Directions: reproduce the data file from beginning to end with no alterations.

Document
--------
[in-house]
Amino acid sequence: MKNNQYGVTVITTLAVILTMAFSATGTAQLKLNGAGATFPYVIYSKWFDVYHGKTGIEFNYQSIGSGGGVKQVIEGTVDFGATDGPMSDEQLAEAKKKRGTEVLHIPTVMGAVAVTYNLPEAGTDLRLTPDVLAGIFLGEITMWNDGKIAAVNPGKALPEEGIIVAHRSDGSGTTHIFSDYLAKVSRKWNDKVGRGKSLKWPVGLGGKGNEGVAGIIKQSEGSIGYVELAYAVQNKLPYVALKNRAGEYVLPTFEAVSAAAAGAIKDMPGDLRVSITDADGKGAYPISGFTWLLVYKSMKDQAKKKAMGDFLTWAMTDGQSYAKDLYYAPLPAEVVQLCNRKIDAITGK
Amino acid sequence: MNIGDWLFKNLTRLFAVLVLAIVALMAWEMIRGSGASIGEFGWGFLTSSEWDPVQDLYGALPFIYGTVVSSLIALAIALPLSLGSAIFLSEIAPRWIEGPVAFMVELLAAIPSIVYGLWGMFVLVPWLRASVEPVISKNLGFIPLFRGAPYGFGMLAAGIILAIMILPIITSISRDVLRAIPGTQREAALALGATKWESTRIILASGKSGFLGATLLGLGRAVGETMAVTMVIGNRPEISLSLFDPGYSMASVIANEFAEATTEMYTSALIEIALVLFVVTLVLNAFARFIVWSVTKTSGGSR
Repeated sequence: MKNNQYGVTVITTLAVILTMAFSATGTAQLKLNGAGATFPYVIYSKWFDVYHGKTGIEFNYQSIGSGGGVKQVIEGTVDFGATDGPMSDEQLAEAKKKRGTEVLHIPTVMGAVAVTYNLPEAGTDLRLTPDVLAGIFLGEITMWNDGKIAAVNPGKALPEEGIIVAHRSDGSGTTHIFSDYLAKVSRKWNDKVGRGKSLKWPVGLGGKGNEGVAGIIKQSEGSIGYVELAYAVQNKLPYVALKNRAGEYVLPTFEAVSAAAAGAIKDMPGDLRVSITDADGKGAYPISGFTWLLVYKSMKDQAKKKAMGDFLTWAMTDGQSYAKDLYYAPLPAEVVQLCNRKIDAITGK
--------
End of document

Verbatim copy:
[in-house]
Amino acid sequence: MKNNQYGVTVITTLAVILTMAFSATGTAQLKLNGAGATFPYVIYSKWFDVYHGKTGIEFNYQSIGSGGGVKQVIEGTVDFGATDGPMSDEQLAEAKKKRGTEVLHIPTVMGAVAVTYNLPEAGTDLRLTPDVLAGIFLGEITMWNDGKIAAVNPGKALPEEGIIVAHRSDGSGTTHIFSDYLAKVSRKWNDKVGRGKSLKWPVGLGGKGNEGVAGIIKQSEGSIGYVELAYAVQNKLPYVALKNRAGEYVLPTFEAVSAAAAGAIKDMPGDLRVSITDADGKGAYPISGFTWLLVYKSMKDQAKKKAMGDFLTWAMTDGQSYAKDLYYAPLPAEVVQLCNRKIDAITGK
Amino acid sequence: MNIGDWLFKNLTRLFAVLVLAIVALMAWEMIRGSGASIGEFGWGFLTSSEWDPVQDLYGALPFIYGTVVSSLIALAIALPLSLGSAIFLSEIAPRWIEGPVAFMVELLAAIPSIVYGLWGMFVLVPWLRASVEPVISKNLGFIPLFRGAPYGFGMLAAGIILAIMILPIITSISRDVLRAIPGTQREAALALGATKWESTRIILASGKSGFLGATLLGLGRAVGETMAVTMVIGNRPEISLSLFDPGYSMASVIANEFAEATTEMYTSALIEIALVLFVVTLVLNAFARFIVWSVTKTSGGSR
Repeated sequence: MKNNQYGVTVITTLAVILTMAFSATGTAQLKLNGAGATFPYVIYSKWFDVYHGKTGIEFNYQSIGSGGGVKQVIEGTVDFGATDGPMSDEQLAEAKKKRGTEVLHIPTVMGAVAVTYNLPEAGTDLRLTPDVLAGIFLGEITMWNDGKIAAVNPGKALPEEGIIVAHRSDGSGTTHIFSDYLAKVSRKWNDKVGRGKSLKWPVGLGGKGNEGVAGIIKQSEGSIGYVELAYAVQNKLPYVALKNRAGEYVLPTFEAVSAAAAGAIKDMPGDLRVSITDADGKGAYPISGFTWLLVYKSMKDQAKKKAMGDFLTWAMTDGQSYAKDLYYAPLPAEVVQLCNRKIDAITGK